When I envision positive opportunities for girls and young women, I think about family-supported schooling past the equivalent of grade 8. I imagine local clinics and helpful, trustworthy nurses and doctors. I dream about sexual education, protection and prevention. With help from these resources, I hope for healthy, self-assured and happy girls and young women all around the world. I believe that growing up with access to health and education should not be a luxury, nor should being able to pass from childhood to adolescence to adulthood safely. But when I come across information which states that an estimated 19 girls under the age of 18 are married every minute around the world, it seems that girls’ access to basic human rights are in actuality, a privilege rather than a vital norm.
Child marriage presents advocates and activists alike with a tricky and complex task. The motivation behind the custom is often a result of cultural traditions steeped in issues of poverty and development, such that the cause of child marriage stems from various aspects of society. When a dangerous practice such as this becomes so commonly ingrained, it becomes difficult to determine how to stop it. However, a newly announced initiative is determined to do just that.
Girls Not Brides: The Global Partnership to End Child Marriage is a recently launched organization which is receiving a lot of media attention for its mission to help eradicate the practice of child marriage in all regions of the world, from the Americas, South Asia and the Middle East to Sub-Saharan Africa and Europe. According to the organization, one in three girls is married before the age of 18 in the developing world, and one in seven girls is married before the age of fifteen. The initiative sights problems such as poverty, tradition, gender roles and security as reasons why the custom continues to be prevalent. Yet, while Girls Not Brides acknowledges that a variety of topics informs the practice, the organization places particular emphasis on the girls and young women whose welfare is sacrificed as soon as they are forced to marry. To this point Mary Robinson, a founding member of the organization and a representative of The Elders (a group of global leaders spear-headed by Nelson Mandela) asserts:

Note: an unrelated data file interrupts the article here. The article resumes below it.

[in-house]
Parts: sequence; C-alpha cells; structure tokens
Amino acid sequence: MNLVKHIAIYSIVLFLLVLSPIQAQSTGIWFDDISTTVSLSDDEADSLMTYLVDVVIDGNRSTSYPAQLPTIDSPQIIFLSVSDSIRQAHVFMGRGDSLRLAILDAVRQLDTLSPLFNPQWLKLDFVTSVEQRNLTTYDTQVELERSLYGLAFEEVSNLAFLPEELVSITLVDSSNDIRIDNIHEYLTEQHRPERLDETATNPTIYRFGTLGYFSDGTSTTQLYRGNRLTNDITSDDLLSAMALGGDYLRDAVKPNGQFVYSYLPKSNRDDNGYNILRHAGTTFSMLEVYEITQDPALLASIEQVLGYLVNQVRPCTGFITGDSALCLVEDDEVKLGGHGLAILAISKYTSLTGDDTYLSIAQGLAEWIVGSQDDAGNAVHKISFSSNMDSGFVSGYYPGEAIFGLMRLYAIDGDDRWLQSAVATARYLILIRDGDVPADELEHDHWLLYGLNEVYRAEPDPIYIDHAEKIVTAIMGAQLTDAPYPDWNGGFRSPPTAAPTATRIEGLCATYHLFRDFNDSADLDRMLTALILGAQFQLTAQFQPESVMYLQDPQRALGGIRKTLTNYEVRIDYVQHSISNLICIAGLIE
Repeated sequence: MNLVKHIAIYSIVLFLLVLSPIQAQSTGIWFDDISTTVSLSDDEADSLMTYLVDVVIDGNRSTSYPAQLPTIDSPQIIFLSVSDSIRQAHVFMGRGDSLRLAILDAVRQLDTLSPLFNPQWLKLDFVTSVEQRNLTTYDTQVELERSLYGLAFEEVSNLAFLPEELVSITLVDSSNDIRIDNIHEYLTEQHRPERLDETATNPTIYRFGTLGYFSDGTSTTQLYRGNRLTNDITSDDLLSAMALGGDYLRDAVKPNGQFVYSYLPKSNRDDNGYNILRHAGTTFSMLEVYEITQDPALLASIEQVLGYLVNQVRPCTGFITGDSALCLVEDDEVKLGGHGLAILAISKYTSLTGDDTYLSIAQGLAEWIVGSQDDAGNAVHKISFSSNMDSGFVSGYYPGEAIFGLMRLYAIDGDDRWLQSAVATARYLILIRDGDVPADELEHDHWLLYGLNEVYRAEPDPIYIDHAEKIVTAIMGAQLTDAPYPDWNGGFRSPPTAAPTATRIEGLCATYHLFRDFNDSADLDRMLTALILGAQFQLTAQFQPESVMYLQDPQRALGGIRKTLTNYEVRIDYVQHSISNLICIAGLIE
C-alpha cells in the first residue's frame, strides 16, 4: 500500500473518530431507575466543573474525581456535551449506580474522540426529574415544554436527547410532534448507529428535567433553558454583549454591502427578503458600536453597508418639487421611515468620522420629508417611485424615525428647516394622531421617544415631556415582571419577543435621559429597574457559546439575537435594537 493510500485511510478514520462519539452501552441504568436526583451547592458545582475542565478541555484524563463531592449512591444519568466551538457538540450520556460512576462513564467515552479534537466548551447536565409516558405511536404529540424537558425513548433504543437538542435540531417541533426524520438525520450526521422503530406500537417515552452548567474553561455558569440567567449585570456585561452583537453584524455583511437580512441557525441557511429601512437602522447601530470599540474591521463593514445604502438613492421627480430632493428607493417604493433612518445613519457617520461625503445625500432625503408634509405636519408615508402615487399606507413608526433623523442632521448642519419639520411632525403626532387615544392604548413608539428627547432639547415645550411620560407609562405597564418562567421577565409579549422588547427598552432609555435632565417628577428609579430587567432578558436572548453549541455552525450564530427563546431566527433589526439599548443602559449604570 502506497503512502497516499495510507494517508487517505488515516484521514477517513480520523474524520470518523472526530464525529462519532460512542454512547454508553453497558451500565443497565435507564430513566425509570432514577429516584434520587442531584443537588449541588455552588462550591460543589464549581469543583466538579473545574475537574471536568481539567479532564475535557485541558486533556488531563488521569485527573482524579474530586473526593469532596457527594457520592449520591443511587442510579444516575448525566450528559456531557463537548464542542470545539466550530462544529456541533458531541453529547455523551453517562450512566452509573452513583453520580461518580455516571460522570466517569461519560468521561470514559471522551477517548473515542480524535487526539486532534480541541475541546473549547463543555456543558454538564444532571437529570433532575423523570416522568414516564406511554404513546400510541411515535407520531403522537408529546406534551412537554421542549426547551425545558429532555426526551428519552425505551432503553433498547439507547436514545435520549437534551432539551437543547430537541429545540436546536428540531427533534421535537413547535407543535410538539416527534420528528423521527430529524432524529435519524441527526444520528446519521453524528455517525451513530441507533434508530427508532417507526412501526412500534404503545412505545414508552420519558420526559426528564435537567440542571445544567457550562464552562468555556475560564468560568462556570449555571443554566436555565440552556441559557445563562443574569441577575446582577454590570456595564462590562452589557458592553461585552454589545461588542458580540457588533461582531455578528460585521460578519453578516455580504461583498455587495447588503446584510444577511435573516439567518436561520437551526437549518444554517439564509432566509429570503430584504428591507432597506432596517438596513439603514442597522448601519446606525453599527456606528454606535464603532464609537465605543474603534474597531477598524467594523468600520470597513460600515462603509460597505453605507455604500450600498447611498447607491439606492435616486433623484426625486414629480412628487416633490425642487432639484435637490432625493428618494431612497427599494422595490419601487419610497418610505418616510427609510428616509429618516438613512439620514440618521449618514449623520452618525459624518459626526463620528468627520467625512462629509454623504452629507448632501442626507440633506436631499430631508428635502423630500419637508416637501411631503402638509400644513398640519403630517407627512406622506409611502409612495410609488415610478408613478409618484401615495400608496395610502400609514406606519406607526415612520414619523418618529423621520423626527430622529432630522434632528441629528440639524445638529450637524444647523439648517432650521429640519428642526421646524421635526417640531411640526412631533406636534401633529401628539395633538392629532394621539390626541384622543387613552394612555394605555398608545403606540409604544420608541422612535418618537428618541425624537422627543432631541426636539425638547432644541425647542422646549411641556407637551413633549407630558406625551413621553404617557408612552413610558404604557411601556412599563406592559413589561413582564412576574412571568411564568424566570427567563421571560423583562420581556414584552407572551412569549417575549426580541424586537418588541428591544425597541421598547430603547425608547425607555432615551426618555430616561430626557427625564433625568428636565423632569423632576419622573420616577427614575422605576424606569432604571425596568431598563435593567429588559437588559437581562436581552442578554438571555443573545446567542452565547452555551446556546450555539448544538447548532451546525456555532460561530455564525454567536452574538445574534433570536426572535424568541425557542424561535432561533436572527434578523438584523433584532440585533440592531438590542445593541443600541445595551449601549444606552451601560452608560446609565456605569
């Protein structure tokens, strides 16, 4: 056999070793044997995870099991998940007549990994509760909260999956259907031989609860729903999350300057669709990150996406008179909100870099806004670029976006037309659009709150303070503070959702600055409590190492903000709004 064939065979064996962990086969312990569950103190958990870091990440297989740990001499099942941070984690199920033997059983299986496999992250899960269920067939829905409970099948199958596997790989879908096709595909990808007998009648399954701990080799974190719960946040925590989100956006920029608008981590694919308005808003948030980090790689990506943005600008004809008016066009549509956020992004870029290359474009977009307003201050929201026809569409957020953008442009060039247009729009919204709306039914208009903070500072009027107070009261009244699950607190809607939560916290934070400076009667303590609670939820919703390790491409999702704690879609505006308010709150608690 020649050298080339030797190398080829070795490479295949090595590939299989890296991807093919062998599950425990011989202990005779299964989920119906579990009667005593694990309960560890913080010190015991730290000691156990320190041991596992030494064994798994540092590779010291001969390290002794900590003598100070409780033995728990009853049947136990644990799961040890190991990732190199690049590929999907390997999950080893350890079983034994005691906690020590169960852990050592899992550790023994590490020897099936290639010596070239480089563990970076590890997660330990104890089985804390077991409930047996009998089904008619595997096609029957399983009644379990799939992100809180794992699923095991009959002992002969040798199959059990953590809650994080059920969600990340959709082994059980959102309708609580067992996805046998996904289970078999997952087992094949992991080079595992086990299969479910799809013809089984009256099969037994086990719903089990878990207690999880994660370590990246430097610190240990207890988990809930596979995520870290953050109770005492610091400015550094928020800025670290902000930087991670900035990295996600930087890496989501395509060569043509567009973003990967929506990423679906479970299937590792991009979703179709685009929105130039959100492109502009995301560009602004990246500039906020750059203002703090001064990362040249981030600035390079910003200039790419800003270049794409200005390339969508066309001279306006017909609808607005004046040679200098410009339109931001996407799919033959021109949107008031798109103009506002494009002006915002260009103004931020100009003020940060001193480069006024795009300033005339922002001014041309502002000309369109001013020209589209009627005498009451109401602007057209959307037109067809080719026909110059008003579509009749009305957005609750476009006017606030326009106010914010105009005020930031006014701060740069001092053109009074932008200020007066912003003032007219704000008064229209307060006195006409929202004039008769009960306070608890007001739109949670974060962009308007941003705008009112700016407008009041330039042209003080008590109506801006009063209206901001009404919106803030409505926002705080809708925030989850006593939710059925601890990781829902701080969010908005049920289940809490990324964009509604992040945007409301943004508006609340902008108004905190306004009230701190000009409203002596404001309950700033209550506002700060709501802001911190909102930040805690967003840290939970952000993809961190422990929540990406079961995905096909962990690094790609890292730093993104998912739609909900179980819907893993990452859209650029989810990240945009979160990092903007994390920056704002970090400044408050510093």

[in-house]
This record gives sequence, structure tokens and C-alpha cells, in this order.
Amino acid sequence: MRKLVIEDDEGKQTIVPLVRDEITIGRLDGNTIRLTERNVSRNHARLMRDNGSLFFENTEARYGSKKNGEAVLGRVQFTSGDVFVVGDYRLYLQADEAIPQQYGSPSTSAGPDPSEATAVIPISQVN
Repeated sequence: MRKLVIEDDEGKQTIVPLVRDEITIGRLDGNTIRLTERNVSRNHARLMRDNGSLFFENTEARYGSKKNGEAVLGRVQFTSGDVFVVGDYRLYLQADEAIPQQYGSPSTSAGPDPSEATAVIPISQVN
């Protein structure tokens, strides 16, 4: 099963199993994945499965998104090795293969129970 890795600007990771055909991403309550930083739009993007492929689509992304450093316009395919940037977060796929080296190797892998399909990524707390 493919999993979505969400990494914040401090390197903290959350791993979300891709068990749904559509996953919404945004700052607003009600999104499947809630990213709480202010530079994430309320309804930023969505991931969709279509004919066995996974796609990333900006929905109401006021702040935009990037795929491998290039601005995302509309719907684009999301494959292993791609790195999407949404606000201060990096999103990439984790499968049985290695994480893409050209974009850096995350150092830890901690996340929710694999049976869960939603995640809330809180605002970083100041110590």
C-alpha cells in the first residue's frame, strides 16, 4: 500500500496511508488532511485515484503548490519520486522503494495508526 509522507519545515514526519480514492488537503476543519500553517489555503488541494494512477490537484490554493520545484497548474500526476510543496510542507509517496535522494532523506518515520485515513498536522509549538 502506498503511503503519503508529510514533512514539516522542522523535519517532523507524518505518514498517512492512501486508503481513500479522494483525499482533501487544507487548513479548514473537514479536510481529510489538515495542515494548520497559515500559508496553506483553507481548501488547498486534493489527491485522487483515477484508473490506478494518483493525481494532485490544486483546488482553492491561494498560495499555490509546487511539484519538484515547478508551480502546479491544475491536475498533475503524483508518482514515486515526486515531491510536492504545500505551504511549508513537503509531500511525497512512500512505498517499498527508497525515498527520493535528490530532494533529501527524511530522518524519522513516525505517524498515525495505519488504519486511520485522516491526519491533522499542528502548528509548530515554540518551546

“This harmful practice contributes significantly to core development challenges – poverty, education, maternal and child health, HIV and gender equality. Yet, disturbingly, it has remained on the sidelines of mainstream development debate. That can’t be allowed to continue, because, beyond the numbers, this is about the human rights and squandered potential of hundreds of millions of girls and the women they become.”
Though child marriage reveals more about a developing society than what the act expresses, this is ultimately a gendered issue that severely disadvantages and stratifies girls. Archbishop Desmond Tutu, another prominent member of the organization and chairman of The Elders called attention to the role of men in helping and sustaining the effort to end child marriage:
“In many ways, this is a problem aided and abetted by men. Men tend to be the political leaders and tend to be the traditional leaders and tend to be the religious leaders and tend to give the lead, and if this group of leaders said this is not something we condone, then communities will begin to think differently.”
If girls and young women were not forced into marriage, they could stay in school longer and marry at a later, safer, healthier age. They would then be less vulnerable to illnesses which result from unsafe sexual practices, such as HIV. They would also be less likely to die from childbirth-related complications. Girls would have more control over their bodies, how many children they wanted to have, and their children would be healthier too. Girls would be safer and less likely to suffer domestic and sexual violence. Subsequently, girls and young women would be able to develop, do, accomplish, achieve and fulfill more.
In order to succeed in their efforts, Girls Not Brides channels the adage that there is “power in numbers” by bringing together multiple organizations to better address issues of child marriage all over the world. The initiative suggests that empowering girls through schooling and support programs as well as becoming involved with families and active in communities will help to abate the practice of child marriage on a local scale. On a macro level, the organization seeks to support and bolster policies and legislation that will both politically and legally challenge the practice of child marriage to the extent that it will no longer be possible—such as instating a legal minimum age of marriage.
As Desmond Tutu similarly describes in the promotional video below, women are often the backbone of society. As such, there needs to be a more powerful initiative to support and protect the girls and adolescents who will one day grow up to be women. No one suffers from an educated, economically literate and secure, confident woman. In fact, I am willing to say that society as a whole would improve if we could create and maintain more beneficial, healthy opportunities for girls and young women. Stopping child marriage is just one of the ways to better the lives of girls and the world at large.